An excellent article in The Guardian.co.uk called "Stand Up to Unilever's hypocrisy over skin lightening" followed by a long thread of comments, largely disagreeing with the author, prompted me to think about the essence of CSR and the responsibilities of companies to align their messages with all their brands. Unilever has been targeted for some time with charges of hyprocisy - one the one hand, promoting self-esteem and "real beauty" for women with Dove, whist on the other hand, denigrating women with sexist and humiliating ads for Axe deodorant, and now with skin whitening offers via Vaseline brand to encourage people to represent themselves on Facebook with lighter skin, which doesn't quite align with the concept of "real" beauty. Is this hypocritical or is it just horses for courses in the aggressive competitive beauty industry?
Unilever (disclosure: I worked for Unilever in the role of VP for Human Resources in Israel for 8 years) is highly regarded as a leader in CSR. Just this month Unilever was recognised by Business in the Community as the Company of the Year. Unilever has been a consistent CSR reporter for years and years - you can view their latest 2009 Sustainable Development Report here. Unilever sources tea from Rainforest Alliance Certified Farms, and palm oil with GreenPalm Certificates, and 44% of Unilever's food portfolio is in line with internationally accepted guidelines for saturated and trans fat, sugar and salt. A DowJones Sustainability Index Industry Sector leader for the 11th year running and a UN Global Compact signatory, Unilever consistently reduces its environmental impacts whilst helping people to look good, feel good and get more out of life.
Unilever say: " We are committed to responsible marketing ." Examples quoted are the successful campaigns related to Dove and Omo and the awards that Unilever has received for good marketing and advertizing campaigns. And good they are. But doing good is not a license to do bad elsewhere. Unilever, originally the merger of two Companies, the Dutch Unie and the British Lever, has worked hard over the past 5 years or so to create One Unilever - the dismantling of the dual CEO structure which characterised this corporation for decades. There appears to be one part of the Company which has not made this transition quite so smoothly - the marketing division. It really is not acceptable to enhance self-esteem with one campaign and destroy it with others. Needless to say, these issues are not addressed in Unilever's voluntary CSR reporting which is rather good-news oriented.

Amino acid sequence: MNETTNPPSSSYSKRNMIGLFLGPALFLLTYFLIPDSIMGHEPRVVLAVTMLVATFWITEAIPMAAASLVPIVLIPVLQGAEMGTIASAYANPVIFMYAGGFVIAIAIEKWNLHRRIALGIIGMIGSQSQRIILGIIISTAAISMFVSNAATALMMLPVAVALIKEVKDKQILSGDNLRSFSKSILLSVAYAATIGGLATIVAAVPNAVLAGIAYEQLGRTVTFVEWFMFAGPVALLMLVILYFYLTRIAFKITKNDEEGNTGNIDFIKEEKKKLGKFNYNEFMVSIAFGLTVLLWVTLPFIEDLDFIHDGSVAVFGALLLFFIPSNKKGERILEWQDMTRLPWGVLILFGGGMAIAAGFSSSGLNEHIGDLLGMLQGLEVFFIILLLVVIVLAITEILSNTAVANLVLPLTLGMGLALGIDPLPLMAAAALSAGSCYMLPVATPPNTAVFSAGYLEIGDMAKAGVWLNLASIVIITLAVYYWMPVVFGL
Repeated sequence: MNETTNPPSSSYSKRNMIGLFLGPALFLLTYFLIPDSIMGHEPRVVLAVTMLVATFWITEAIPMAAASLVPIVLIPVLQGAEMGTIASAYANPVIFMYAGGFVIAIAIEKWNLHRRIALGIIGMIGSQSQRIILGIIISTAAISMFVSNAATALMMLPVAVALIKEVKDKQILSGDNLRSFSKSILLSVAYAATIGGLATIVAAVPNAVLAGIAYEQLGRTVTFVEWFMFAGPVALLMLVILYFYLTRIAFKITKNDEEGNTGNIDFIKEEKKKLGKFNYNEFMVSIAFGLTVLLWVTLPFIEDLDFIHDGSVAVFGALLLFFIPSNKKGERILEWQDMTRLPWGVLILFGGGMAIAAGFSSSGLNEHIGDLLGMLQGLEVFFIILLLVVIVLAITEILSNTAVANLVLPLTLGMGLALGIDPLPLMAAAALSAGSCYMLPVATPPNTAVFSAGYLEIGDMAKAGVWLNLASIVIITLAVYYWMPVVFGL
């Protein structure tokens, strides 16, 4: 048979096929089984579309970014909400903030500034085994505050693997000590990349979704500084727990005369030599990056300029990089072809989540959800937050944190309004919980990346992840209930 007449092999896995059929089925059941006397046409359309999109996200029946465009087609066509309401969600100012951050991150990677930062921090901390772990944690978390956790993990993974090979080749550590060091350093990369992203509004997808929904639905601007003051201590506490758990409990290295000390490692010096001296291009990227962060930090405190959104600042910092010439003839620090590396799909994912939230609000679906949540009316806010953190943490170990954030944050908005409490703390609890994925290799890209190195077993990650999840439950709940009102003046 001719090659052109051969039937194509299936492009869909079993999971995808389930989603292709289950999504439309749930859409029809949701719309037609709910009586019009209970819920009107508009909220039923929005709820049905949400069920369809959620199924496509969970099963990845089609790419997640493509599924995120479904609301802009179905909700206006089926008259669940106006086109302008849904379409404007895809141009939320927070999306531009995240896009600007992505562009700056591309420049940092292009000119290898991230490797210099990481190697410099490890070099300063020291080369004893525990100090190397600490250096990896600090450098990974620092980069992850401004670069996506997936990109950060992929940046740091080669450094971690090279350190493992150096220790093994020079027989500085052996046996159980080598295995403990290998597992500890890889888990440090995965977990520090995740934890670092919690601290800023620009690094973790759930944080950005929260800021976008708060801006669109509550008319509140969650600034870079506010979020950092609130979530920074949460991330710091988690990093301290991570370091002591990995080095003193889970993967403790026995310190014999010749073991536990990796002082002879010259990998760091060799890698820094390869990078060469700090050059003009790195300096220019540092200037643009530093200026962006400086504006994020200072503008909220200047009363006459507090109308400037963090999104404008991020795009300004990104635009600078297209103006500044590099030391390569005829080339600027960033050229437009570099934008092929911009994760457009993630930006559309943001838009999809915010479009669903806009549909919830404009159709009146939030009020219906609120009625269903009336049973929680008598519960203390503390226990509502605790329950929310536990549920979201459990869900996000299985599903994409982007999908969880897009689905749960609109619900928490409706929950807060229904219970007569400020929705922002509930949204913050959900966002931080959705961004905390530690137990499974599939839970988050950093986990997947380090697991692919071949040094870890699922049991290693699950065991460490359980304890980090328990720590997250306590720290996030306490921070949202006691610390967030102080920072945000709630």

So come on, Unilever, get your One Unilever act together and stop allowing unprincipled and irresponsible marketing campaigns to tarnish your otherwise impressive CSR and sustainability record. Get the concepts embedded. Get the Marketing people on board. Rewite the marketing manual. Do more Doves.
(NB For good order's sake, I will add that my experience of Unilever as an employer was always positive - a Company with a high work ethic and care and concern for people and society.)
elaine cohen is co-founder and co-CEO of Beyond Business, a leading social and environmental consulting and reporting firm. Visit our website at www.b-yond.biz/en